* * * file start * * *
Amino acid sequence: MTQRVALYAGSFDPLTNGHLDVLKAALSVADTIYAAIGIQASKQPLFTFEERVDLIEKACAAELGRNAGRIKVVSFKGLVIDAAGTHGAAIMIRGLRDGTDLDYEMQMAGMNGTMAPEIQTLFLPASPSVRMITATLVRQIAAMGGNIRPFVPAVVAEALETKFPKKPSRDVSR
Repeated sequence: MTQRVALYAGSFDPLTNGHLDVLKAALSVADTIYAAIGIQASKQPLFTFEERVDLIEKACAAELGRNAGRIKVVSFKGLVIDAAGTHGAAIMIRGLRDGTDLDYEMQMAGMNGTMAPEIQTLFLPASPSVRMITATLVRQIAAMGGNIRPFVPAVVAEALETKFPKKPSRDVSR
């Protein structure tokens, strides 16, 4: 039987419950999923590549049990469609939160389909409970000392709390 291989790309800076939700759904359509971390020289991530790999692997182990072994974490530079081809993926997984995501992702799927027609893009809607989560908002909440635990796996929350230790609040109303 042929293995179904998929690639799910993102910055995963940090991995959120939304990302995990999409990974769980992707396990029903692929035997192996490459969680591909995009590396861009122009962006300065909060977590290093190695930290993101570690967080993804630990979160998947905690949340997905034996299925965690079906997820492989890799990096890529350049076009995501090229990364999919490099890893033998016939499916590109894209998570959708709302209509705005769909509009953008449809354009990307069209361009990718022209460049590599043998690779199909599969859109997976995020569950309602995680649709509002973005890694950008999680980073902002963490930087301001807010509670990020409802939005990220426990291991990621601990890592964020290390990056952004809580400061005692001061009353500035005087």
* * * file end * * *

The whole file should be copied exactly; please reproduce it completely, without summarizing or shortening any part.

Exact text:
Amino acid sequence: MTQRVALYAGSFDPLTNGHLDVLKAALSVADTIYAAIGIQASKQPLFTFEERVDLIEKACAAELGRNAGRIKVVSFKGLVIDAAGTHGAAIMIRGLRDGTDLDYEMQMAGMNGTMAPEIQTLFLPASPSVRMITATLVRQIAAMGGNIRPFVPAVVAEALETKFPKKPSRDVSR
Repeated sequence: MTQRVALYAGSFDPLTNGHLDVLKAALSVADTIYAAIGIQASKQPLFTFEERVDLIEKACAAELGRNAGRIKVVSFKGLVIDAAGTHGAAIMIRGLRDGTDLDYEMQMAGMNGTMAPEIQTLFLPASPSVRMITATLVRQIAAMGGNIRPFVPAVVAEALETKFPKKPSRDVSR
């Protein structure tokens, strides 16, 4: 039987419950999923590549049990469609939160389909409970000392709390 291989790309800076939700759904359509971390020289991530790999692997182990072994974490530079081809993926997984995501992702799927027609893009809607989560908002909440635990796996929350230790609040109303 042929293995179904998929690639799910993102910055995963940090991995959120939304990302995990999409990974769980992707396990029903692929035997192996490459969680591909995009590396861009122009962006300065909060977590290093190695930290993101570690967080993804630990979160998947905690949340997905034996299925965690079906997820492989890799990096890529350049076009995501090229990364999919490099890893033998016939499916590109894209998570959708709302209509705005769909509009953008449809354009990307069209361009990718022209460049590599043998690779199909599969859109997976995020569950309602995680649709509002973005890694950008999680980073902002963490930087301001807010509670990020409802939005990220426990291991990621601990890592964020290390990056952004809580400061005692001061009353500035005087």